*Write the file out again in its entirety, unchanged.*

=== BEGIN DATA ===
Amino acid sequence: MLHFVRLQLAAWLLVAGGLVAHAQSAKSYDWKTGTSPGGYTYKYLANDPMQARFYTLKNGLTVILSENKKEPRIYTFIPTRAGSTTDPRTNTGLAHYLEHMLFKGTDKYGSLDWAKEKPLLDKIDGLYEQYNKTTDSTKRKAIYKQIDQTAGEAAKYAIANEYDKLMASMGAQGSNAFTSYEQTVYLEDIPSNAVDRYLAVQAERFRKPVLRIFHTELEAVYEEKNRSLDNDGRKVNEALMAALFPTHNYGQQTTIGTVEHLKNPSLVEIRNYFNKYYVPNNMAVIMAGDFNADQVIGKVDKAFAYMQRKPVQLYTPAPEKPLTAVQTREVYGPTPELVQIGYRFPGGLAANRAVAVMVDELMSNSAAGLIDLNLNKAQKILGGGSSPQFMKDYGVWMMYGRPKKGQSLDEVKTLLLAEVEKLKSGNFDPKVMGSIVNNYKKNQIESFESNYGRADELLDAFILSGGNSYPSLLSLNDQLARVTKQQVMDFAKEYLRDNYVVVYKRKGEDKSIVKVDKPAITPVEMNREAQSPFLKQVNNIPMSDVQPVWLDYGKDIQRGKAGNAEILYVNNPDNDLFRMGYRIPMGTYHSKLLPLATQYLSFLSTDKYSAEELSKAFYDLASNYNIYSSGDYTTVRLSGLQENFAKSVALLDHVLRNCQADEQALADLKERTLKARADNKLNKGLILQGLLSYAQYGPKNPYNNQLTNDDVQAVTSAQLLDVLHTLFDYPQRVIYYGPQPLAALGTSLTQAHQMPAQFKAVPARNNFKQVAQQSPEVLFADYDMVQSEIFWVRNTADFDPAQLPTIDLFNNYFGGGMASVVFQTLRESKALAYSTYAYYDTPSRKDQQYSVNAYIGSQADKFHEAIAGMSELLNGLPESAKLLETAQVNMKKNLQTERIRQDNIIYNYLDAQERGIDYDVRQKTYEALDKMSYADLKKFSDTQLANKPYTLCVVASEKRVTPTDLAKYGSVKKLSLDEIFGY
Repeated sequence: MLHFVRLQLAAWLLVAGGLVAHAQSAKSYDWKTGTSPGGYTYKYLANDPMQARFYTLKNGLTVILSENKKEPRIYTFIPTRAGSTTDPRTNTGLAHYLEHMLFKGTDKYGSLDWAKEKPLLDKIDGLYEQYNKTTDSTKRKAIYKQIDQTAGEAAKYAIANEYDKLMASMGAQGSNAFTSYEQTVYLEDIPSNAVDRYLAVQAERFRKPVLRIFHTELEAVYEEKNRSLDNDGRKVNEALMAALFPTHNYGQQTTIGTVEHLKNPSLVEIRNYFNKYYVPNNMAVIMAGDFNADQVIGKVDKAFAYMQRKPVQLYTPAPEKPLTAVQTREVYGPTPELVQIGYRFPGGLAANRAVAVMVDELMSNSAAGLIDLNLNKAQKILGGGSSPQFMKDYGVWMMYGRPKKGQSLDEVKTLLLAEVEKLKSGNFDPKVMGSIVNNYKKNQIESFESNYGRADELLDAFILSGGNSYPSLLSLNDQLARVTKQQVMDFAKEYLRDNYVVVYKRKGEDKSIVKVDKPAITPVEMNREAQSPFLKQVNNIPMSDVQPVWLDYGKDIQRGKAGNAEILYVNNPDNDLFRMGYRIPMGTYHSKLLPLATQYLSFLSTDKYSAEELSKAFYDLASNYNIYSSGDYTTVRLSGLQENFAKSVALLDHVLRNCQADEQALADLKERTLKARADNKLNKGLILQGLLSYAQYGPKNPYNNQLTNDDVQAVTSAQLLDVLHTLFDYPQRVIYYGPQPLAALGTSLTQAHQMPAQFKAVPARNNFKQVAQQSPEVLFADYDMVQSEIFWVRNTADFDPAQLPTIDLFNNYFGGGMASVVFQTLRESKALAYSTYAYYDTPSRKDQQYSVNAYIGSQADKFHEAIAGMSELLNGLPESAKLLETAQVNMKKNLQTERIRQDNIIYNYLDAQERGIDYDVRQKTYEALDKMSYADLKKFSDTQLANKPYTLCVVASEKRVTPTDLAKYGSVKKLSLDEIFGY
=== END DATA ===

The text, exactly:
Amino acid sequence: MLHFVRLQLAAWLLVAGGLVAHAQSAKSYDWKTGTSPGGYTYKYLANDPMQARFYTLKNGLTVILSENKKEPRIYTFIPTRAGSTTDPRTNTGLAHYLEHMLFKGTDKYGSLDWAKEKPLLDKIDGLYEQYNKTTDSTKRKAIYKQIDQTAGEAAKYAIANEYDKLMASMGAQGSNAFTSYEQTVYLEDIPSNAVDRYLAVQAERFRKPVLRIFHTELEAVYEEKNRSLDNDGRKVNEALMAALFPTHNYGQQTTIGTVEHLKNPSLVEIRNYFNKYYVPNNMAVIMAGDFNADQVIGKVDKAFAYMQRKPVQLYTPAPEKPLTAVQTREVYGPTPELVQIGYRFPGGLAANRAVAVMVDELMSNSAAGLIDLNLNKAQKILGGGSSPQFMKDYGVWMMYGRPKKGQSLDEVKTLLLAEVEKLKSGNFDPKVMGSIVNNYKKNQIESFESNYGRADELLDAFILSGGNSYPSLLSLNDQLARVTKQQVMDFAKEYLRDNYVVVYKRKGEDKSIVKVDKPAITPVEMNREAQSPFLKQVNNIPMSDVQPVWLDYGKDIQRGKAGNAEILYVNNPDNDLFRMGYRIPMGTYHSKLLPLATQYLSFLSTDKYSAEELSKAFYDLASNYNIYSSGDYTTVRLSGLQENFAKSVALLDHVLRNCQADEQALADLKERTLKARADNKLNKGLILQGLLSYAQYGPKNPYNNQLTNDDVQAVTSAQLLDVLHTLFDYPQRVIYYGPQPLAALGTSLTQAHQMPAQFKAVPARNNFKQVAQQSPEVLFADYDMVQSEIFWVRNTADFDPAQLPTIDLFNNYFGGGMASVVFQTLRESKALAYSTYAYYDTPSRKDQQYSVNAYIGSQADKFHEAIAGMSELLNGLPESAKLLETAQVNMKKNLQTERIRQDNIIYNYLDAQERGIDYDVRQKTYEALDKMSYADLKKFSDTQLANKPYTLCVVASEKRVTPTDLAKYGSVKKLSLDEIFGY
Repeated sequence: MLHFVRLQLAAWLLVAGGLVAHAQSAKSYDWKTGTSPGGYTYKYLANDPMQARFYTLKNGLTVILSENKKEPRIYTFIPTRAGSTTDPRTNTGLAHYLEHMLFKGTDKYGSLDWAKEKPLLDKIDGLYEQYNKTTDSTKRKAIYKQIDQTAGEAAKYAIANEYDKLMASMGAQGSNAFTSYEQTVYLEDIPSNAVDRYLAVQAERFRKPVLRIFHTELEAVYEEKNRSLDNDGRKVNEALMAALFPTHNYGQQTTIGTVEHLKNPSLVEIRNYFNKYYVPNNMAVIMAGDFNADQVIGKVDKAFAYMQRKPVQLYTPAPEKPLTAVQTREVYGPTPELVQIGYRFPGGLAANRAVAVMVDELMSNSAAGLIDLNLNKAQKILGGGSSPQFMKDYGVWMMYGRPKKGQSLDEVKTLLLAEVEKLKSGNFDPKVMGSIVNNYKKNQIESFESNYGRADELLDAFILSGGNSYPSLLSLNDQLARVTKQQVMDFAKEYLRDNYVVVYKRKGEDKSIVKVDKPAITPVEMNREAQSPFLKQVNNIPMSDVQPVWLDYGKDIQRGKAGNAEILYVNNPDNDLFRMGYRIPMGTYHSKLLPLATQYLSFLSTDKYSAEELSKAFYDLASNYNIYSSGDYTTVRLSGLQENFAKSVALLDHVLRNCQADEQALADLKERTLKARADNKLNKGLILQGLLSYAQYGPKNPYNNQLTNDDVQAVTSAQLLDVLHTLFDYPQRVIYYGPQPLAALGTSLTQAHQMPAQFKAVPARNNFKQVAQQSPEVLFADYDMVQSEIFWVRNTADFDPAQLPTIDLFNNYFGGGMASVVFQTLRESKALAYSTYAYYDTPSRKDQQYSVNAYIGSQADKFHEAIAGMSELLNGLPESAKLLETAQVNMKKNLQTERIRQDNIIYNYLDAQERGIDYDVRQKTYEALDKMSYADLKKFSDTQLANKPYTLCVVASEKRVTPTDLAKYGSVKKLSLDEIFGY